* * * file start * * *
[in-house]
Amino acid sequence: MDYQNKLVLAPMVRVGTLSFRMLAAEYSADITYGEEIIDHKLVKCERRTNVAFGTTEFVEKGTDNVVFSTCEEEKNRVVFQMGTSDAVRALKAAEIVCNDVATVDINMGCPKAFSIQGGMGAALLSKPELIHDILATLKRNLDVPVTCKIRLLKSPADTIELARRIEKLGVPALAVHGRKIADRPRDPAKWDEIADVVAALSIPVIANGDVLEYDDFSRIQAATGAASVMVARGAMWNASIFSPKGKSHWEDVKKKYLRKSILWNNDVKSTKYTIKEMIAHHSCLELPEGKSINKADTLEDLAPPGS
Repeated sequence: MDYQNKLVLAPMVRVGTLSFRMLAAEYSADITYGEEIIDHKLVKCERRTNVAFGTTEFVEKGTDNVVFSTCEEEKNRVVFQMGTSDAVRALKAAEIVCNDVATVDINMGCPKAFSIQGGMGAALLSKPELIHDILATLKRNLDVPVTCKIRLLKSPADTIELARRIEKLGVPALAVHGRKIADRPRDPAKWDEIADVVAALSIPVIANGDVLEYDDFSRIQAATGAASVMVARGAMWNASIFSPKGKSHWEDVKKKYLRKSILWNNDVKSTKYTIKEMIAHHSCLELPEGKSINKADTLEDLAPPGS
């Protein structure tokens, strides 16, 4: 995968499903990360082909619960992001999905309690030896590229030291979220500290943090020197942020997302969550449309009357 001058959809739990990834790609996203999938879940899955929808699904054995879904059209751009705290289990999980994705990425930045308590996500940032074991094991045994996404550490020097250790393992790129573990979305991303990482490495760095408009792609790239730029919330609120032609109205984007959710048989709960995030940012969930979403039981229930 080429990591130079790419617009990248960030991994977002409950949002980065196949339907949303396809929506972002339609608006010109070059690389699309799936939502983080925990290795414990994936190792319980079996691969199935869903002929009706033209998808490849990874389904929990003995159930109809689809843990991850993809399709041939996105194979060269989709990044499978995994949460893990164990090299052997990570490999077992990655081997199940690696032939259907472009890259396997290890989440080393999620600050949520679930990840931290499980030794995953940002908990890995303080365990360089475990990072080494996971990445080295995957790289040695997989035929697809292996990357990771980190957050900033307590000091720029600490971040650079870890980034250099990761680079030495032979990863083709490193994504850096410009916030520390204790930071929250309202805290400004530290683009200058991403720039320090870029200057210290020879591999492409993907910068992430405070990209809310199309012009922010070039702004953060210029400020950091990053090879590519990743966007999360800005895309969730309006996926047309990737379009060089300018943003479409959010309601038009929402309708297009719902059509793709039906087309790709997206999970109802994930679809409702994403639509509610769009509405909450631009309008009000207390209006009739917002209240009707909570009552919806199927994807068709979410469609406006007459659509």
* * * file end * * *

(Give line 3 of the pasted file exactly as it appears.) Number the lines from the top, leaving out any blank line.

Repeated sequence: MDYQNKLVLAPMVRVGTLSFRMLAAEYSADITYGEEIIDHKLVKCERRTNVAFGTTEFVEKGTDNVVFSTCEEEKNRVVFQMGTSDAVRALKAAEIVCNDVATVDINMGCPKAFSIQGGMGAALLSKPELIHDILATLKRNLDVPVTCKIRLLKSPADTIELARRIEKLGVPALAVHGRKIADRPRDPAKWDEIADVVAALSIPVIANGDVLEYDDFSRIQAATGAASVMVARGAMWNASIFSPKGKSHWEDVKKKYLRKSILWNNDVKSTKYTIKEMIAHHSCLELPEGKSINKADTLEDLAPPGS